Smart Software but No Mention of Cathy O’Neil

August 21, 2019

I read “Flawed Algorithms Are Grading Millions of Students’ Essays.” I also read Weapons of Math Destruction: How Big Data Increases Inequality and Threatens Democracy by Cathy O’Neil, which was published in 2016. My recollection is that Ms. O’Neil made appearances on some podcasts; for instance, Econ Talk, a truly exciting economics-centric program. It is indeed possible that the real news outfit Motherboard/Vice did not. Before I read the article, I did a search of the text for “O’Neil” and “Weapons of Math Destruction.” I found zero hits. Why? The author, editor, and publisher did not include a pointer to her book. Zippo. There’s a reference to the “real news” outfit ProPublica. There’s a reference to the Vice investigation. Would this approach work in freshman composition with essays graded by a harried graduate student?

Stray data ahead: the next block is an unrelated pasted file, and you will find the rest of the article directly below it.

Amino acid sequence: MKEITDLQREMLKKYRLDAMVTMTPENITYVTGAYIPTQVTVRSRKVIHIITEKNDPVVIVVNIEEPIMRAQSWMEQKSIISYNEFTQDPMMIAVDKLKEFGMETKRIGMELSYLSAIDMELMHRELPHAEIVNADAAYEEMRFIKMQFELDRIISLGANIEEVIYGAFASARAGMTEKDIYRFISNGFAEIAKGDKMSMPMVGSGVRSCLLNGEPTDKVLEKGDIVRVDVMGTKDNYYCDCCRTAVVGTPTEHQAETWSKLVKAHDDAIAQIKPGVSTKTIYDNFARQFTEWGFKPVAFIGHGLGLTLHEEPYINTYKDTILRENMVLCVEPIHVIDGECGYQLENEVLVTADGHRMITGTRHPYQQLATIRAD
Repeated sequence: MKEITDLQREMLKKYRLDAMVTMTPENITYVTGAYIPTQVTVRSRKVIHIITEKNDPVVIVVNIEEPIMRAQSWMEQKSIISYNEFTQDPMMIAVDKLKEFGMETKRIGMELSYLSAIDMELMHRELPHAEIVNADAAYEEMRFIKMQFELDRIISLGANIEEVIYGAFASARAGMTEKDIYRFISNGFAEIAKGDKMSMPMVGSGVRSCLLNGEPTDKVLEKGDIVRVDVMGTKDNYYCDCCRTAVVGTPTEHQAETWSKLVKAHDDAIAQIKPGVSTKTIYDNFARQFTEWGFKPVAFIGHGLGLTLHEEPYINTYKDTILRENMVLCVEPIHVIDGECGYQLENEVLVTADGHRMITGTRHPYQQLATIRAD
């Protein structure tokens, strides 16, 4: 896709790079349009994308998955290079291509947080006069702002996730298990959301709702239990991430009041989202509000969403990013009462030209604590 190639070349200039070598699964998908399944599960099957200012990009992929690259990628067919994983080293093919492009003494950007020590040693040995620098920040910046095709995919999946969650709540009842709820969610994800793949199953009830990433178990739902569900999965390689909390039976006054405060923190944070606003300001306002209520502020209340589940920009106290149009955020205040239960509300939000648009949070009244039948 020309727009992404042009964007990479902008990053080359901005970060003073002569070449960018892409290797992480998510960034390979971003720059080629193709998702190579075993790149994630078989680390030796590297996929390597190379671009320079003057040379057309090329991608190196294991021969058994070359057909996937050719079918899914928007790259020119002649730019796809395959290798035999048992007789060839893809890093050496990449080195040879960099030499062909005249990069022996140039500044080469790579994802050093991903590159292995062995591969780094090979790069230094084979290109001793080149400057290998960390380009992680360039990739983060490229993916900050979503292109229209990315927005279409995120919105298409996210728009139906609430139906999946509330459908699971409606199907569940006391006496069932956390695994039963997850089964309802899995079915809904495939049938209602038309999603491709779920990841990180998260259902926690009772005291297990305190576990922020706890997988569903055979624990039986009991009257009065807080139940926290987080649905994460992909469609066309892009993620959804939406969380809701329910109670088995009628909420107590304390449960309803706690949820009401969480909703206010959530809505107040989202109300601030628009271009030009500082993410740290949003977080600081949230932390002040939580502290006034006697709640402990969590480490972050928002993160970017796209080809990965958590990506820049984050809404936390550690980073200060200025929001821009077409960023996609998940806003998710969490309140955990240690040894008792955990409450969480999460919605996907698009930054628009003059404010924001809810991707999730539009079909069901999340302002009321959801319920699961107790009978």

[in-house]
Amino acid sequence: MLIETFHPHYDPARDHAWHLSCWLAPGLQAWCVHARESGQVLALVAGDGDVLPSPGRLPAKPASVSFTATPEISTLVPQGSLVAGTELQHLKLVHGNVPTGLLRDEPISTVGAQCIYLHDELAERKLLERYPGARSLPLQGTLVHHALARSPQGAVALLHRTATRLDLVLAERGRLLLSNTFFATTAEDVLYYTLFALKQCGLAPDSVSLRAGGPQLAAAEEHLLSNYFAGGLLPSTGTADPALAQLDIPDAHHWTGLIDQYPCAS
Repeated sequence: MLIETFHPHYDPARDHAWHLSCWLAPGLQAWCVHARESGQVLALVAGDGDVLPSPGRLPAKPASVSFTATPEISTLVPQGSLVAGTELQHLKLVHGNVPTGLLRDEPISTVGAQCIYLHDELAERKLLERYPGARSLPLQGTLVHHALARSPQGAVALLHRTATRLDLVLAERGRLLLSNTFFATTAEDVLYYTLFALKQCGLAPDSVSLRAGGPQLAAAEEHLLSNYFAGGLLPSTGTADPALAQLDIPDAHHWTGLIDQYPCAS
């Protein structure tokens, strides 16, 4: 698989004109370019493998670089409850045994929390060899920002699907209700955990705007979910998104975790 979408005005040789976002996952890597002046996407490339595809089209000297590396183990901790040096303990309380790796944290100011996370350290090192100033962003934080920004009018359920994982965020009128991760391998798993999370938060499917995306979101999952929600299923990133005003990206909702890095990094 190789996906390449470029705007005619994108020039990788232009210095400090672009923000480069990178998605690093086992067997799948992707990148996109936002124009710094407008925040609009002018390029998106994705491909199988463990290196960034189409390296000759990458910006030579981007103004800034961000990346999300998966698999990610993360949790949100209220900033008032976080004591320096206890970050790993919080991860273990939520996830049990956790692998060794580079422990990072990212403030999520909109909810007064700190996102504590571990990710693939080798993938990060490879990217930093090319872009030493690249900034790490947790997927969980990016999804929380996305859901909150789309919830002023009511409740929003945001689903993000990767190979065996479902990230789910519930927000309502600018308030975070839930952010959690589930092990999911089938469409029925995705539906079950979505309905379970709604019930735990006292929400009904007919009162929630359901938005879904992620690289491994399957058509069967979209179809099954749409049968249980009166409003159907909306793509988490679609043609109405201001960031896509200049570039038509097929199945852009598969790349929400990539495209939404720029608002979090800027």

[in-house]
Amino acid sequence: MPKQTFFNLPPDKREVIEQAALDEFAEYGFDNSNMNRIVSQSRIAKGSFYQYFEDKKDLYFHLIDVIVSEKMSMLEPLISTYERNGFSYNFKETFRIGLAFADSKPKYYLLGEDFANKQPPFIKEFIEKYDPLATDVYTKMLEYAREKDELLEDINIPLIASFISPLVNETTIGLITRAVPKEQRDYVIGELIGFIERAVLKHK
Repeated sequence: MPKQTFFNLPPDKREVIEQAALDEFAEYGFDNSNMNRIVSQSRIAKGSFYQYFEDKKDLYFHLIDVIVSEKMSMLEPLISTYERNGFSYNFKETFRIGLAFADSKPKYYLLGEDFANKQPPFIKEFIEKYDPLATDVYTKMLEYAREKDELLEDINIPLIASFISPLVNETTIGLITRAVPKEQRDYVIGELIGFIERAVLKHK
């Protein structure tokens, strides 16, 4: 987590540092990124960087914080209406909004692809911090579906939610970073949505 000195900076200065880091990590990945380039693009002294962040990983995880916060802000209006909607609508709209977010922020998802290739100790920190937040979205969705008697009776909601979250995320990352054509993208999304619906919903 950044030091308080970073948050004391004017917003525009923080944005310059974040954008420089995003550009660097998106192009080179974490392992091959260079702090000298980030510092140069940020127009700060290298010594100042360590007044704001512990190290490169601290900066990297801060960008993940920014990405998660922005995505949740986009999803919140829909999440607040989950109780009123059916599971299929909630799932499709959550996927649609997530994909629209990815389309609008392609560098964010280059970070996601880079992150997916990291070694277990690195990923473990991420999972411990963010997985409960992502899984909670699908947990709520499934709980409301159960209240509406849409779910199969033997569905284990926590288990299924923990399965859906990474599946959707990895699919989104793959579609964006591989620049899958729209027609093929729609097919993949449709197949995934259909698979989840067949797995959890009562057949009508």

Here’s the point. Ms. O’Neil did a very good job of explaining the flaws of automated systems. Recycling is the name of the game. After all, DarkCyber is recycling this “original” essay containing “original” research, isn’t it?

I noted this passage in the write up:

Research is scarce on the issue of machine scoring bias, partly due to the secrecy of the companies that create these systems. Test scoring vendors closely guard their algorithms, and states are wary of drawing attention to the fact that algorithms, not humans, are grading students’ work. Only a handful of published studies have examined whether the engines treat students from different language backgrounds equally, but they back up some critics’ fears.

Yeah, but there is a relatively recent book on the subject.

I noted this statement in the write up:

Here’s the first sentence from the essay addressing technology’s impact on humans’ ability to think for themselves…

I like the “ability to think for themselves.”

So do I. In fact, I would suggest that this write up is an example of the loss of this ability.

A mere 2,000 words and not a room or a thought or a tiny footnote about Ms. O’Neil. Flawed? I leave it to you to decide.

Stephen E Arnold, August 21, 2019

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